Alabama vs. Florida: How the underdog Gators can upset the top-ranked Crimson Tide


No. 11 Florida enters its Week 3 showdown against top-ranked Alabama as 15.5-point underdogs, per Caesars Sportsbook. At home. In The Swamp. Yes, the Crimson Tide sit atop the mountain as the kings of college football, but being a double-digit home dog is unfamiliar territory for Dan Mullen’s Gators.  

What’s more familiar? Big moments in Gainesville, and it doesn’t get much bigger than this. Saturday’s SEC on CBS Game of the Week is the perfect opportunity to remind the world that Mullen is absolutely the rising star many expected him to be at a blue-blood institution like Florida.

Above all else, Mullen is an offensive guru, but this will be a huge challenge. Veteran starting quarterback Emory Jones has been erratic and careless with the football. Hotshot newcomer Anthony Richardson has proven to be a big-play weapon on the ground, but he’s hampered by a hamstring injury. That puts Mullen’s team in a difficult spot before the game even kicks off. 

Still, this game is not being played on paper. Florida is capable of springing the upset. Here’s how. 

Making the right QB choice

Mullen has been mum about who will start under center, though he’s been consistent in how he’s used his two QBs. Jones started the first two games against FAU and South Florida, paving the way for Richardson to come off the bench on the third drive. The decision is trickier now, though. Jones has four picks to just two passing touchdowns, but Richardson, the more explosive runner, is nursing the injury he sustained against the Bulls in Week 2.

Make no mistake: Richardson should be QB1 if he’s healthy enough to go since he’s taken better care of the football. That’s going to matter more now that the Gators are playing Alabama instead of a couple of outmatched Group of Five opponents. Still, history appears to be playing a role in Mullen’s decision-making. Jones was Mullen’s first major recruiting target when he got the gig in Gainesville prior to the 2018 season, so it’s not surprising to see the more experienced player get the benefit of the doubt.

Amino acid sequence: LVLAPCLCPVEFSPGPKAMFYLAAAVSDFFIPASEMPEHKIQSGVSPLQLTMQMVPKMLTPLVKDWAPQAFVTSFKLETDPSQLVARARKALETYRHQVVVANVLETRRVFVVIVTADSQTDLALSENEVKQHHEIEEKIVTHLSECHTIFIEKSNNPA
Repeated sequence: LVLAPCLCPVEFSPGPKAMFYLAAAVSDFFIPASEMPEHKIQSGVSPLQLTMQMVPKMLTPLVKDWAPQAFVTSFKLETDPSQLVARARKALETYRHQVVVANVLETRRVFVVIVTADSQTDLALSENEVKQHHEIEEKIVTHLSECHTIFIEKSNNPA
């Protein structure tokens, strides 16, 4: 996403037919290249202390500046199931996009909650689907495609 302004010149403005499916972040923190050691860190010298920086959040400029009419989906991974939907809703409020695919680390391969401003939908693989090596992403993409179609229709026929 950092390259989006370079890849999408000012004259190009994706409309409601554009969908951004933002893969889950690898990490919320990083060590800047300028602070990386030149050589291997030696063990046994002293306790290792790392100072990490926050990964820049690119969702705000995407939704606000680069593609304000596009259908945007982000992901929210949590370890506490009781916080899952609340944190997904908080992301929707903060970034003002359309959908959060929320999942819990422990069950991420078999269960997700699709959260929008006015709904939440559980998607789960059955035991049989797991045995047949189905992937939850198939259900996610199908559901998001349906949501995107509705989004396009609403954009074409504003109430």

Still, Mullen has to nail this decision. It won’t be based on the ground game, either. Regardless of who starts, that player has to be able to stretch the field in order to take some pressure off of the running game. Both signal-callers can run, but neither will do it effectively if they can’t keep the Tide’s safeties away from creeping up to the line of scrimmage. 

‘Third-and-Grantham’ has to work

Todd Grantham’s reputation as a defensive coordinator is to bring the heat with a flamethrower in critical passing situations. He’d bring 15 players if the officials would let him. That all-or-nothing philosophy typically results in either big negative plays … or it backfires spectacularly. That second outcome can’t happen. Pressure has to get home against first-year starting quarterback Bryce Young if Florida is to have a chance.

Young has been money on the move, though, so even if Grantham is able to flush him out of the pocket, he can still make the Gators pay. The flip side is that Alabama has allowed 15 tackles for loss in two games. Only Missouri has been worse among SEC teams. The possibility for Florida to do some damage is there, but Grantham has to bring pressure in a way that prevents Young from keeping his eyes downfield.

Red zone touchdowns

They say defense doesn’t win championships anymore, “just enough” defense does. Someone apparently forgot to tell Alabama. The Tide haven’t allowed a red zone touchdown in their first two games and led the SEC in that same category last season (51.28%). That was a big — but perhaps under-appreciated, given that team’s offensive success — reason it ran the table and won the national title. 

Florida can’t settle for field goals. Doing so is a killer against Alabama, especially now that it’s established itself as an offensive powerhouse. The Gators have converted five of their eight red-zone trips into touchdowns this season, so they’ve been successful in that department despite their quarterback concerns.

That success will have to continue. If Young takes the field on every drive in his first true road game as the starter knowing he has to take back momentum, that’s a built-in advantage for the Gators and their raucous home crowd. 





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